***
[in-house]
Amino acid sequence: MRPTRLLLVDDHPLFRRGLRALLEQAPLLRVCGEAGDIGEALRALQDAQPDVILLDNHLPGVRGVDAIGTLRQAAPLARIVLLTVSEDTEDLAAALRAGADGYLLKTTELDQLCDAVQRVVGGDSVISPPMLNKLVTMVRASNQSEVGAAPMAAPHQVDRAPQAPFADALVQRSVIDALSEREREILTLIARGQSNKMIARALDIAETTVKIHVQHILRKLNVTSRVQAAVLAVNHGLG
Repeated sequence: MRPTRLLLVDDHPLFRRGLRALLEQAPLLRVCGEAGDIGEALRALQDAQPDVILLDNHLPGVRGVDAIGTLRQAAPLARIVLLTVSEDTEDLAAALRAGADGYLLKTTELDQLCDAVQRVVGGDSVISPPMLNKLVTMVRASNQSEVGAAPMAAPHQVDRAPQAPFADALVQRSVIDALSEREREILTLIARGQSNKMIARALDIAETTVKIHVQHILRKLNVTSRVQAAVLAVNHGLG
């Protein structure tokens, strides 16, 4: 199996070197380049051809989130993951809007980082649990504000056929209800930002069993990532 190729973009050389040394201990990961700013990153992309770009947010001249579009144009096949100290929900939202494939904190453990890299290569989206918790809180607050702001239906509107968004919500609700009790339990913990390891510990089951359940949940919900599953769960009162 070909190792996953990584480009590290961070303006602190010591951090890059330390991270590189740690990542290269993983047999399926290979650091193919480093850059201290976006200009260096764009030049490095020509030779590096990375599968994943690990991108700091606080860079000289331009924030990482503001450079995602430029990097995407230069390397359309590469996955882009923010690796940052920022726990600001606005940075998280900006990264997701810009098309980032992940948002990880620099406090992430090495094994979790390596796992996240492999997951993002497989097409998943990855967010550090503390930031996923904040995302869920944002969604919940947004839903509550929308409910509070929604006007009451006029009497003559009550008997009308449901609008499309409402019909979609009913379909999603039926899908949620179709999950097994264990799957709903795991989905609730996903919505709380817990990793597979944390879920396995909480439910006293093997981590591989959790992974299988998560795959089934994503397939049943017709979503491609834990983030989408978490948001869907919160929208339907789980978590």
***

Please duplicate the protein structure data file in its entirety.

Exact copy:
[in-house]
Amino acid sequence: MRPTRLLLVDDHPLFRRGLRALLEQAPLLRVCGEAGDIGEALRALQDAQPDVILLDNHLPGVRGVDAIGTLRQAAPLARIVLLTVSEDTEDLAAALRAGADGYLLKTTELDQLCDAVQRVVGGDSVISPPMLNKLVTMVRASNQSEVGAAPMAAPHQVDRAPQAPFADALVQRSVIDALSEREREILTLIARGQSNKMIARALDIAETTVKIHVQHILRKLNVTSRVQAAVLAVNHGLG
Repeated sequence: MRPTRLLLVDDHPLFRRGLRALLEQAPLLRVCGEAGDIGEALRALQDAQPDVILLDNHLPGVRGVDAIGTLRQAAPLARIVLLTVSEDTEDLAAALRAGADGYLLKTTELDQLCDAVQRVVGGDSVISPPMLNKLVTMVRASNQSEVGAAPMAAPHQVDRAPQAPFADALVQRSVIDALSEREREILTLIARGQSNKMIARALDIAETTVKIHVQHILRKLNVTSRVQAAVLAVNHGLG
């Protein structure tokens, strides 16, 4: 199996070197380049051809989130993951809007980082649990504000056929209800930002069993990532 190729973009050389040394201990990961700013990153992309770009947010001249579009144009096949100290929900939202494939904190453990890299290569989206918790809180607050702001239906509107968004919500609700009790339990913990390891510990089951359940949940919900599953769960009162 070909190792996953990584480009590290961070303006602190010591951090890059330390991270590189740690990542290269993983047999399926290979650091193919480093850059201290976006200009260096764009030049490095020509030779590096990375599968994943690990991108700091606080860079000289331009924030990482503001450079995602430029990097995407230069390397359309590469996955882009923010690796940052920022726990600001606005940075998280900006990264997701810009098309980032992940948002990880620099406090992430090495094994979790390596796992996240492999997951993002497989097409998943990855967010550090503390930031996923904040995302869920944002969604919940947004839903509550929308409910509070929604006007009451006029009497003559009550008997009308449901609008499309409402019909979609009913379909999603039926899908949620179709999950097994264990799957709903795991989905609730996903919505709380817990990793597979944390879920396995909480439910006293093997981590591989959790992974299988998560795959089934994503397939049943017709979503491609834990983030989408978490948001869907919160929208339907789980978590």